inline-size instead of
width, it will act in exactly the same way as width – until you switch the writing mode of your component. If you use
width that will always be a physical dimension, it will always be the size of the component horizontally. If you use
inline-size, that will be the size in the inline dimension, as the below example shows.
The same is true for
height property will always be the size vertically. It relates to how tall the item is. The
block-size property however gives the size in the block dimension, vertically if we are in a horizontal writing mode and horizontal in a vertical one.
As I described in my article “Understanding Logical Properties And Values”, there are mappings for all of the physical properties, those which are tied to the dimensions of the screen. Once you start to think about it, so much of CSS is specified in relation to the physical layout of a screen. We set positioning, margins, padding and borders using top, right, bottom, and left. We float things left and right. Sometimes tying things to the physical dimension will be what we want, however increasingly we are thinking about our layouts without reference to physical location. The Logical Properties and Values specification rolls out this writing mode agnostic way of working right across CSS.
Writing Modes, Grid and Flexbox
When our new layout methods landed on the scene, they brought with them an agnostic way of looking at the writing mode of the component being laid out as a flex or grid layout. For the first time people were being asked to think about start and end, rather than left and right, top and bottom.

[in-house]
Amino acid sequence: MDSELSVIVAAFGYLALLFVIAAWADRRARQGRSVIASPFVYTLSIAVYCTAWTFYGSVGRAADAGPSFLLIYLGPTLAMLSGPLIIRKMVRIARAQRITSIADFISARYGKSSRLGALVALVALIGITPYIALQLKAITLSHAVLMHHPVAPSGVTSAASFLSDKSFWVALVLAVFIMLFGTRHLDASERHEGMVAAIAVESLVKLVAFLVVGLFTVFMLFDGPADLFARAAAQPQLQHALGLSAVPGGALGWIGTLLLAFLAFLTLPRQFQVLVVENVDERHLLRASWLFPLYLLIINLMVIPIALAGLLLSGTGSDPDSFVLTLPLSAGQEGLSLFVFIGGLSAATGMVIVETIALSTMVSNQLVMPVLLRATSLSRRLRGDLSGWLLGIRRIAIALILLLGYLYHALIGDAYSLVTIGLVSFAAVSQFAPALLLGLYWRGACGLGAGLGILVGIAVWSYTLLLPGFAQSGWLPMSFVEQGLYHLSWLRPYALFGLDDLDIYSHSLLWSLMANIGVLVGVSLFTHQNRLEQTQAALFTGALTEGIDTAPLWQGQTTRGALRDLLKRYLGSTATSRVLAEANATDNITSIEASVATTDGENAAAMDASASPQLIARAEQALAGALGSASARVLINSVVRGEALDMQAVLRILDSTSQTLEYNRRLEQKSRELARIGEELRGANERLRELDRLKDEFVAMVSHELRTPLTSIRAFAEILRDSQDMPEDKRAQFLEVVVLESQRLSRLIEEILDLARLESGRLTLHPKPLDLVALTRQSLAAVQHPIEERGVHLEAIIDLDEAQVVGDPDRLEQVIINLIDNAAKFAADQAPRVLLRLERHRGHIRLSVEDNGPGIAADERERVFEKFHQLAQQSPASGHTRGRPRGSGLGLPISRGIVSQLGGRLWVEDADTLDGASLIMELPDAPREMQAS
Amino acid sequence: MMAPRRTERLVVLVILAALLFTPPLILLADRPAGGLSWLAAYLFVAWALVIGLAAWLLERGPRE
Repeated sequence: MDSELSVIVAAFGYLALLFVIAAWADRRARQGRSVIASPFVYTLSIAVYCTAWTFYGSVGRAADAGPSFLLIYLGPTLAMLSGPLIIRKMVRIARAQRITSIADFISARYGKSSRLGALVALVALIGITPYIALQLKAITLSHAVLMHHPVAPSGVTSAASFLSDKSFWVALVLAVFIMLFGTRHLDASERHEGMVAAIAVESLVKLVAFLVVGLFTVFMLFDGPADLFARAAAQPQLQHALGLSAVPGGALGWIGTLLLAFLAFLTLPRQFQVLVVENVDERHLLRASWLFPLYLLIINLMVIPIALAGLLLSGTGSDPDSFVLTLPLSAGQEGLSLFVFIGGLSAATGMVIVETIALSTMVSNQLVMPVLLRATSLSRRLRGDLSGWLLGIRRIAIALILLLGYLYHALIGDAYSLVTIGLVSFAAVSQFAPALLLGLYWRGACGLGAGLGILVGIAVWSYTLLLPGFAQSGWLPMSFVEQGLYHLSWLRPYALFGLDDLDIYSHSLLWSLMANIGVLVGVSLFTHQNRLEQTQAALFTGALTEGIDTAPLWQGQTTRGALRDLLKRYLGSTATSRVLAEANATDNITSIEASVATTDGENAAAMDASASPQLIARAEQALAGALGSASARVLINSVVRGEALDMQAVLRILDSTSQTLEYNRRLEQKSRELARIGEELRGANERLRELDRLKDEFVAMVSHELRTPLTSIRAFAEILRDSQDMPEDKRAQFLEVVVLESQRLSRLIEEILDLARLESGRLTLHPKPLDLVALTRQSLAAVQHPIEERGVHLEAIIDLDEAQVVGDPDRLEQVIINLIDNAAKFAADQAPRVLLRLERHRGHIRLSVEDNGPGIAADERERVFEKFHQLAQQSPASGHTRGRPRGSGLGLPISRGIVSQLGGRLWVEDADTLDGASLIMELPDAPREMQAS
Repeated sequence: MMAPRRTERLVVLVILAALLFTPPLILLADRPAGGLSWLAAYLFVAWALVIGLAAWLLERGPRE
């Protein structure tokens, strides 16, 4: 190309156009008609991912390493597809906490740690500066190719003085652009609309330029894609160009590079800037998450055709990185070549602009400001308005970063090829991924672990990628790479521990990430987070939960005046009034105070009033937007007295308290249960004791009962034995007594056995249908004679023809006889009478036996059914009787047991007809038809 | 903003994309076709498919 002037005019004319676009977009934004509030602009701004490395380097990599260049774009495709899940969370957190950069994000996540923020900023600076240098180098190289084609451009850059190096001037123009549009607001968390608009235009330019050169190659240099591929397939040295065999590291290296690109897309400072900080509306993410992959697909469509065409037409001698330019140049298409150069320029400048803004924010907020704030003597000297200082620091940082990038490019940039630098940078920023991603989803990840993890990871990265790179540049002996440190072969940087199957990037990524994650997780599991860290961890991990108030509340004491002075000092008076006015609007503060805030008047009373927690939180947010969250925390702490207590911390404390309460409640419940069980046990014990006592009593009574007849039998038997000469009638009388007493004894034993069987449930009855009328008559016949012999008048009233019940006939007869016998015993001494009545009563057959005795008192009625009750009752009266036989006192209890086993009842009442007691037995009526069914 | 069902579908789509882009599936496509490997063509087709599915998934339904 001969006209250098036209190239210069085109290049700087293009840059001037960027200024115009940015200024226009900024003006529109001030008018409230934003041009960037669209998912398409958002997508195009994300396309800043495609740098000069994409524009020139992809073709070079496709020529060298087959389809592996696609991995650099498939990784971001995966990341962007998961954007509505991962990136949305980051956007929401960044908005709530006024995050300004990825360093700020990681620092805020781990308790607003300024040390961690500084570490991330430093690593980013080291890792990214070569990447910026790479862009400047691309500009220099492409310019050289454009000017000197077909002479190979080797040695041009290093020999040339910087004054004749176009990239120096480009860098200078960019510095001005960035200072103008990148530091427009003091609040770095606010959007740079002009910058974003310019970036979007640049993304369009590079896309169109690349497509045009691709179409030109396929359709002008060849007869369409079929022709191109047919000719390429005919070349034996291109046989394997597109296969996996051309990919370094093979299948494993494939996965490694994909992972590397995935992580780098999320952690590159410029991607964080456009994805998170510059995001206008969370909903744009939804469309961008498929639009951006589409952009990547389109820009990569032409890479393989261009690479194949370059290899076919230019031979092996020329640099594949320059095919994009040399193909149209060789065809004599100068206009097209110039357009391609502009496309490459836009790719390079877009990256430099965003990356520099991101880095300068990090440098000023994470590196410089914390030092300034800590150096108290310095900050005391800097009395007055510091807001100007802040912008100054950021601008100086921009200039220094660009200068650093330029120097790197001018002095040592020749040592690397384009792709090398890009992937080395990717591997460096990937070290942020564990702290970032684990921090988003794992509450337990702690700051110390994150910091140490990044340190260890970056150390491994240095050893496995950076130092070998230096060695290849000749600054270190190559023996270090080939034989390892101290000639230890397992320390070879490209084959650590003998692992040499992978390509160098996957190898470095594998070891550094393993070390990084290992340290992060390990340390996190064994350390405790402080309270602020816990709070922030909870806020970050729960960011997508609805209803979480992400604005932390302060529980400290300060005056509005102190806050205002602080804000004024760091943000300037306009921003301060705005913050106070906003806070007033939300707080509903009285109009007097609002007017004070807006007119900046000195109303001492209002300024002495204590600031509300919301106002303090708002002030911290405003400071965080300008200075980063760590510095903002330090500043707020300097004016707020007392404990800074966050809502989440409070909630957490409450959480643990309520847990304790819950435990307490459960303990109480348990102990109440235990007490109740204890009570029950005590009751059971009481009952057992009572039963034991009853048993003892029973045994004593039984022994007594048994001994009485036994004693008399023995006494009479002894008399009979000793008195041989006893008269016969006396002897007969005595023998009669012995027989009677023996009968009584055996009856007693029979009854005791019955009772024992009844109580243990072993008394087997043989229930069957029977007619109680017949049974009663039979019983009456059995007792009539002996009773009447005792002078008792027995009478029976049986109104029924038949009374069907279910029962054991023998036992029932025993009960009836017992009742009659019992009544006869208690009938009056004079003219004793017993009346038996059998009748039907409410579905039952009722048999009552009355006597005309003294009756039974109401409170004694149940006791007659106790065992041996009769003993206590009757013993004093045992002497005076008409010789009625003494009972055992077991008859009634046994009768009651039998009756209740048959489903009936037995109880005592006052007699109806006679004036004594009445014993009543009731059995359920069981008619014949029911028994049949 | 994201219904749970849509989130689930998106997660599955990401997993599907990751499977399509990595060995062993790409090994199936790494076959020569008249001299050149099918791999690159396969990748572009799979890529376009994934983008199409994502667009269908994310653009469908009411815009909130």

When I first started to present on the subject of CSS Grid, my early presentations were a rundown of all of the properties in the specification. I mentioned that the
grid-area property could be used to set all four lines to place a grid item. The order of those lines was not however the familiar top, right, bottom and left we use to set all four margins. Instead, we need to use top, left, bottom, right – the reverse of that order! Until I understood the connection between grid and writing modes, this seemed a very odd decision. I came to realise that what we are doing is setting both start lines, then both end lines. Using top, right, bottom and left would work fine if we were in a horizontal writing mode, turn the grid on its side however and that makes no sense. If we use
grid-area: 1 / 2 / 3 / 5; as in the pen below the lines are set as follows:
grid-row-start: 1;– block start
grid-column-start: 2– inline start
grid-row-end: 3– block end
grid-column-end: 5– inline end
Flexbox Rows And Columns
If you use flexbox, and add
display: flex to a container, your items will display as a row as the intial value of the
flex-direction property is
row. A row will follow the inline dimension of the writing mode in use. Therefore if your writing mode is
horizontal-tb a row runs horizontally. If the text direction of the current script is left to right then items will line up starting from the left, if it is right to left they will line up starting on the right.
Use a vertical writing mode however, such as
flex-direction: row will cause the items to lay out vertically, as the inline direction is vertical. In this next CodePen all of the examples have
flex-direction: row, only the writing mode or direction has changed.
flex-direction: column, and the items layout in the block dimension of your writing mode. In a horizontal writing mode the block dimension is top to bottom, so a column is vertical. With a writing mode of
vertical-rl a column is horizontal. As with the previous example, the only difference between the below flex layouts, is the writing mode being used.
When using auto-placement in grid, you will see similar behavior to that in flex layout. Grid items auto-place according to the writing mode of the document. The default is to place items in rows, which will be the inline direction – horizontally in a horizontal writing mode and vertically in a vertical one.
Try changing the flow of items to
column as in the example below. The items will now flow in the block dimension – vertically in a horizontal writing mode and horizontally in a vertical one.